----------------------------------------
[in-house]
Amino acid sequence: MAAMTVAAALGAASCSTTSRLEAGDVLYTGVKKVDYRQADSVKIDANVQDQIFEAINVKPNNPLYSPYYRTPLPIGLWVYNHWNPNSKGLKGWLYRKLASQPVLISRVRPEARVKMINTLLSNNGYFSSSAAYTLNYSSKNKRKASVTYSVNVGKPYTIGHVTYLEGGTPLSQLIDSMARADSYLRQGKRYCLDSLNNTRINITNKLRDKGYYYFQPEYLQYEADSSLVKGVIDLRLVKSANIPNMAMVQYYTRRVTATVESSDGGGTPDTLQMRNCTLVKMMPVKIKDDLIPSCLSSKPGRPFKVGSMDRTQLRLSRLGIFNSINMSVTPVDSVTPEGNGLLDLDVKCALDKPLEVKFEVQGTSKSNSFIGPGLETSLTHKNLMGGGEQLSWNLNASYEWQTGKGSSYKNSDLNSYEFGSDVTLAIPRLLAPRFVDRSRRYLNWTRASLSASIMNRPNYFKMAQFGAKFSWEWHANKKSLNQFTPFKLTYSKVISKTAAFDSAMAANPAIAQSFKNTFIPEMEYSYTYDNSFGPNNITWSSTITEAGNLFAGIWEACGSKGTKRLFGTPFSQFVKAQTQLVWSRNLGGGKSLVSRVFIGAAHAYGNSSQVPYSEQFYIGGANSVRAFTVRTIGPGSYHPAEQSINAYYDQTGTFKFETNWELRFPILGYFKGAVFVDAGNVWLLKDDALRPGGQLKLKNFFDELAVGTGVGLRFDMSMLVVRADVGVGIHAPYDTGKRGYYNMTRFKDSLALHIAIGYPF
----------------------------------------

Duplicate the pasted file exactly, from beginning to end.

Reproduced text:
[in-house]
Amino acid sequence: MAAMTVAAALGAASCSTTSRLEAGDVLYTGVKKVDYRQADSVKIDANVQDQIFEAINVKPNNPLYSPYYRTPLPIGLWVYNHWNPNSKGLKGWLYRKLASQPVLISRVRPEARVKMINTLLSNNGYFSSSAAYTLNYSSKNKRKASVTYSVNVGKPYTIGHVTYLEGGTPLSQLIDSMARADSYLRQGKRYCLDSLNNTRINITNKLRDKGYYYFQPEYLQYEADSSLVKGVIDLRLVKSANIPNMAMVQYYTRRVTATVESSDGGGTPDTLQMRNCTLVKMMPVKIKDDLIPSCLSSKPGRPFKVGSMDRTQLRLSRLGIFNSINMSVTPVDSVTPEGNGLLDLDVKCALDKPLEVKFEVQGTSKSNSFIGPGLETSLTHKNLMGGGEQLSWNLNASYEWQTGKGSSYKNSDLNSYEFGSDVTLAIPRLLAPRFVDRSRRYLNWTRASLSASIMNRPNYFKMAQFGAKFSWEWHANKKSLNQFTPFKLTYSKVISKTAAFDSAMAANPAIAQSFKNTFIPEMEYSYTYDNSFGPNNITWSSTITEAGNLFAGIWEACGSKGTKRLFGTPFSQFVKAQTQLVWSRNLGGGKSLVSRVFIGAAHAYGNSSQVPYSEQFYIGGANSVRAFTVRTIGPGSYHPAEQSINAYYDQTGTFKFETNWELRFPILGYFKGAVFVDAGNVWLLKDDALRPGGQLKLKNFFDELAVGTGVGLRFDMSMLVVRADVGVGIHAPYDTGKRGYYNMTRFKDSLALHIAIGYPF